July 15, 2019
Business owners find work life balance
Christine Moffit and Janet Mott (top left and right) work alongside the team of Michael Hogg, Siar Mohammad Ishaq and Kristal MacMillan at a client’s Rosedale neighbourhood home.
By Jordan Whitehouse

In the fall of 1999, Christine Moffit was at a crossroads. She was 23, had just been laid off by a landscaping company for the winter, and was ready for a change. “Honestly, I was bored stiff, and knew I had to do something different,” she remembers.

So, she made a list of pros and cons for a few different options, including going back to school, travelling Europe, and starting her own landscaping business in Toronto. The last option got the most pros, and so she went with it, launching Christine’s Touch Gardening in the spring of 2000 with her then-girlfriend Janet Mott.

Twenty years later, any regrets?

“Absolutely not,” says Christine. “In retrospect, at the time I was thinking, ‘Oh, I’ll do this until I figure out what I want to do when I grow up.’ And I still kind of joke around now, like I’m still trying to figure out what I want to do, I’m still playing in the garden.”

Janet, who now leads the company’s planting division, agrees. “I had no idea when I was younger that I would be the owner of a gardening company when I grew up. And a lot of times I still joke around and say, ‘I don’t know what I want to be when I grow up.’ But I just keep doing this because I love it.”

Both are quick to point out, however, how extremely grateful they are to be succeeding in a profession that they love, and Christine says that it’s been a pleasure to be part of a shifting culture in landscaping that now expects women to be ready and willing to work and lead across the industry.

And succeed and lead they have. What started as a business out of Christine and Janet’s home, has grown gradually over the years into one that provides garden maintenance and planting installation to high-end residential properties in the Forest Hill, Rosedale, The Beaches, and Lawrence Park areas of Toronto. They now have 15 to 20 employees in the spring and summer, and four year-round.

This isn’t to say it’s been easy getting to this point, though, and both say that finding the right work-life balance has probably been their biggest challenge over the years.

“I think that’s a common story with many people in this type of work,” says Christine. “Any time you’re dealing with a trade where the technician becomes the owner, you get kind of consumed with the work, and during those early years we were working like crazy all the time. We had no life.”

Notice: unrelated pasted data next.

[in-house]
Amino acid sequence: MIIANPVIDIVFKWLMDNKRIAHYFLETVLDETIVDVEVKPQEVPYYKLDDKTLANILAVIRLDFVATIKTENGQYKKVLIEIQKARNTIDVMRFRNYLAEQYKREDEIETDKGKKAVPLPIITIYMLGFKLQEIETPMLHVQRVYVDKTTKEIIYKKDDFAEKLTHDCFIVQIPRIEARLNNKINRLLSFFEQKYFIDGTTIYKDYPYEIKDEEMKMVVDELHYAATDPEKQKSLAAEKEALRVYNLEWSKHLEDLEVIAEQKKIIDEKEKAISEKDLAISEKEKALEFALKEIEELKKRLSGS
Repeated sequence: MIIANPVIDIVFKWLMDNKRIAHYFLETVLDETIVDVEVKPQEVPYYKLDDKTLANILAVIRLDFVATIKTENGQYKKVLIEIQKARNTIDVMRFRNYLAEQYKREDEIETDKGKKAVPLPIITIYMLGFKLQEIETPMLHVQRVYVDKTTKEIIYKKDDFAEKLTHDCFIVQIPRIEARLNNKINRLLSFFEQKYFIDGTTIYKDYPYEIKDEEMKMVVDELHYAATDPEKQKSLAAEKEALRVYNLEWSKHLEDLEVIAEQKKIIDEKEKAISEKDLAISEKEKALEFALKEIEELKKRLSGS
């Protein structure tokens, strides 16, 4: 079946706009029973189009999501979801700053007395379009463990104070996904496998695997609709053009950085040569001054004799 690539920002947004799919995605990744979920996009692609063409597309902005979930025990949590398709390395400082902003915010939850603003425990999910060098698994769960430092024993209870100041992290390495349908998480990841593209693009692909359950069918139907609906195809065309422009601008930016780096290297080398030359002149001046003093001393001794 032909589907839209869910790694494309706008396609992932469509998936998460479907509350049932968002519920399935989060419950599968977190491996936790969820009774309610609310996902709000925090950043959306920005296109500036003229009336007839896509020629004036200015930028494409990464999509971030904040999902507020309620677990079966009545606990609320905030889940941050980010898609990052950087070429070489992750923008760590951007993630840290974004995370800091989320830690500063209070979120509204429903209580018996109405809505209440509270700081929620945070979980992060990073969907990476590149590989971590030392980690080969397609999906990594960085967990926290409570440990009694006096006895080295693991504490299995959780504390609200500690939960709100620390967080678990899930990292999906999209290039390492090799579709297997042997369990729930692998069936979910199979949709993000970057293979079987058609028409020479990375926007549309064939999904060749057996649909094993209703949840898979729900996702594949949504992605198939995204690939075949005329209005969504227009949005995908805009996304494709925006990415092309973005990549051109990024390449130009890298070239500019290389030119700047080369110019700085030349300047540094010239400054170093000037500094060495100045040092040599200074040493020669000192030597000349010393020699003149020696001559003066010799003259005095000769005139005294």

Children changed all of that, however. Though the two ended their personal relationship, they both later had kids.

“That forced us to modify things, because we just couldn’t work all the time anymore,” says Janet. “So part of that was believing in our team members and managers, and not micro-managing but giving them the opportunity to lead and complete work and put some authority in others’ hands.”

Still, it’s been a challenge finding the right people to take those reins, adds Janet. In fact, finding crew leaders and managers has always been one of their biggest weak spots, she says. Patience has been key.

“I think it comes down to us being good leaders ourselves and coaching people,” says Janet. “People take time to develop, and in our experience they learn along the way. There are so many variables with what we do, so finding people that have all of those skills maybe isn’t really realistic right from the beginning.”

woman instructing a worker on the jobsiteBeing a good leader and coach is just one of Christine Moffit’s roles as a business owner.
Both agree that their Landscape Ontario involvement has also been huge in working through hurdles like these. Janet has been on the Toronto Chapter board for seven years, and both are part of the association’s Peer to Peer Network, which is a peer mentorship and learning program where owners and upper managers meet in person and digitally to share and learn from each other. They also regularly send employees to the association’s seminars in the winter.

Christine points to the period between 2005 and 2008 when the company’s Landscape Ontario participation was particularly important. “That was really crunch time for us, when we were really realizing that okay, we’re getting big enough and we need to put systems in place, we need to professionalize ourselves, and we don’t know how to do it. And the resources [Landscape Ontario] had were amazing.”

That was also around the time that Christine and Janet broke up, and while in many cases that means the end of the business relationship, that wasn’t the case here.

“That was certainly a challenge,” says Janet, “but we just work really well together as business partners. I’ve been known as a machine and have very high expectations, whereas Christine is a better coach, is maybe more compassionate. But we also have a lot of similarities and a similar vision for the company, so it works. And you can see that in this second decade of working together.”

As for the next decade, Christine says she’s looking forward to building on what they’ve learned over the past 20 years and continuing to let other team members lead.

“Over the past few years, I’ve gotten over a hump where things are kind of running themselves in this — to be cliché — Christine’s touch sort of way. And it feels really good. I feel so fortunate and incredibly grateful to have stumbled into this type of work.”